The following move-order poses some tricky problems if we also intend to use the recommended Grand-Prix Attack setup against the Modern Defence with 2...g6. I couldn't find a good way around this move-order so White may have to come up with an additional attacking scheme vs The Modern.
What say you ChessMood Team, all suggestions/ideas/antidotes are very welcome:
Hi myself abhishek yadav. You can call me Abhi. I am 1465 FIDE rated guy and hoping to find a good partner for playing chess and also an hr daily classical game study. Because sometimes my mind stuck to read books. I know GM Avetik's method and I also apply same ideas in study but problem is how to find plans is a big issue.
Let me show a position.
I spent 10 mins on this position and my main thought is to find a way to open centre with f6 but I do not saw the follow up well. White's king is in the centre so I need to punish him for that. Avetik sir said focus on classics. I got that but before any game lesson we have to analise game alone na and there I face issues. I am doing fine against 2000 chess.com blitz and recently had nice victory against FM but who cares for blitz.
So,I hope I will find a partner for study. But no beginner please.
I am not trying to insult anyone. I just need a player above my strength. Anyways my positional chess is better than tactical but I do not mind styles.
I would like to say how pleased I am that ChessMood opening white repertoire is based on 1.e4.
I have played chess (badly) for many years and have always liked 1.e4 as my favourite white opening (1.e4 was famously endorsed by GM Bobby Fischer as his favourite white opening also eg "1.e4 best by test", as he stated!).
It is really good to hear GM Avetik Grigoryan explain why ChessMood chose 1.e4 to be the white opening first move of choice (and very nice to go with 1.e4 Scotch opening, yet another favourite opening of mine). I agree with his comment on the potential attacking nature of 1.e4 and I chuckle as I have had 1.d4 players try to tell me how aggressive and attacking 1.d4 opening is for white! Well. of course there are some attacking 1.d4 openings, but I have yet to find one as fast and as aggressive as some of the 1.e4 openings. If anyone knows any, do let me know, as most 1.d4 aggressive openings I know take time to develop (Blackmar Diemer Gambit, BDG, 1.d4 d5 2.e4 is a possible exception, but as it involves 2.e4 as the second move, it doesn't count with me as a true 1.d4 opening?! LOL!).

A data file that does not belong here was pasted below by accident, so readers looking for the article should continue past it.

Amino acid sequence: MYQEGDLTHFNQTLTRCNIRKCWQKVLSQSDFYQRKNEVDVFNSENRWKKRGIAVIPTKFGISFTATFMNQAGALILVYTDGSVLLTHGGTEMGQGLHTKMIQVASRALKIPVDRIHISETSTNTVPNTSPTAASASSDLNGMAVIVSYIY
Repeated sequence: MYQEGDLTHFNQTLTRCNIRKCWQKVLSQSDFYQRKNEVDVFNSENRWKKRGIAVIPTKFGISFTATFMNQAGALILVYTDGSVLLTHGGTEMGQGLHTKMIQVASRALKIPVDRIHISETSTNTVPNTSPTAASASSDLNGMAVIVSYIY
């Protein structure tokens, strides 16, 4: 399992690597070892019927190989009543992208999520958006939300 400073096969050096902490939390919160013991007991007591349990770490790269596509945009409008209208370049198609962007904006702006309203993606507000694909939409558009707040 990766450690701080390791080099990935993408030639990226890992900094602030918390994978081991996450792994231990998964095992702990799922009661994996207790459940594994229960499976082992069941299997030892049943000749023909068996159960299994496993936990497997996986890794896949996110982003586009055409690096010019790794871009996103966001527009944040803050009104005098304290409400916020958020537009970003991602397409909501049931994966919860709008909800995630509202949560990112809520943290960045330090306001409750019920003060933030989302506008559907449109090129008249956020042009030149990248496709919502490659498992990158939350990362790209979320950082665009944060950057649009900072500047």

Continuing my 1.e4 ramble, I started my chess "career(?)" playing the Alapin Sicilian 1.e4 c5 2.c3 and then last year I got a chess coach who played Sicilian Accelerated Dragon as Black and I started to learn this too and ended up trying to learn the Sicilian with both colours! However, this centered on the Open Sicilian openings and anti-Sicilian openings (Alapin/Rossolimo etc etc BUT not the Sicilian Closed!).
So, now I am learning the Chess Mood Sicilian Closed opening (1.e4 c5 2.Nc3 d6 3.f4...) and the Scotch Potter variation (Nb3) and the French Schlecter (3.Bd3)! BRING IT ON!
(I almost forgot why I started this 1.e4 post! It is because I found x9 GM Bobby Fischer Closed Sicilian games in my Fritz9 DBase (7 white Fischer wins & x2 draws) and this prompted this post. I am not sure if the game Fischer vs Spassky Sicilian Closed 1992 (m 25) is in the "Classical games" Chess Mood list, but I think it could be so I post it to honour a favourite player of mine who was a 1.e4 expert chess player!)
Viva 1.e4 (here endeth my 1.e4 ramble...for the moment. I will not mention Petrovs, Scandinavians,French, Caro Kann, Italians, Spanish, Viennas, Philidors, Owens & Nimzowitsh, Pirc, Moderns and any other 1.e4 openings...) Happy opening study all and goodluck! ;-)
There are journalists who ask you what kind of apple you like and people like Alex who make the interviews cool with interesting and deep questions.
I think this is the most open-hearted interview I've ever given.
Thanks all those because of whom now I am living a smile in my soul ❤️
Hello to all my ChessMood brothers and sisters!
This is the time of the year many of us reflect on how the last year went and plan for the year to come. I do this every year, not to fundamentally change myself every 12 months, but to remind myself how far I have come towards my goals, and to correct my course if I have gone too far astray from the destination I wish to reach.